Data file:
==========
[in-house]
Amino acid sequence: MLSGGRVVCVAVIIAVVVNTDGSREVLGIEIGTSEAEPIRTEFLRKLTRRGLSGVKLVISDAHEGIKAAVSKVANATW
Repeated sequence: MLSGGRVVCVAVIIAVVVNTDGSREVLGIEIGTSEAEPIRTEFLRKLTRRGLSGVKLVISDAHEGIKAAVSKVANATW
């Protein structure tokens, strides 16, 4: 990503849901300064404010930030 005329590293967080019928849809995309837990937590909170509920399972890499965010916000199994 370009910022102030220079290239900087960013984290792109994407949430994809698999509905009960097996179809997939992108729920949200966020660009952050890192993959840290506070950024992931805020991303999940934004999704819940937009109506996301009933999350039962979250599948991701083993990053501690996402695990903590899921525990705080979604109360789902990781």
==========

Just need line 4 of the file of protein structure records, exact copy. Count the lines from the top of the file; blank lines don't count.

């Protein structure tokens, strides 16, 4: 990503849901300064404010930030 005329590293967080019928849809995309837990937590909170509920399972890499965010916000199994 370009910022102030220079290239900087960013984290792109994407949430994809698999509905009960097996179809997939992108729920949200966020660009952050890192993959840290506070950024992931805020991303999940934004999704819940937009109506996301009933999350039962979250599948991701083993990053501690996402695990903590899921525990705080979604109360789902990781």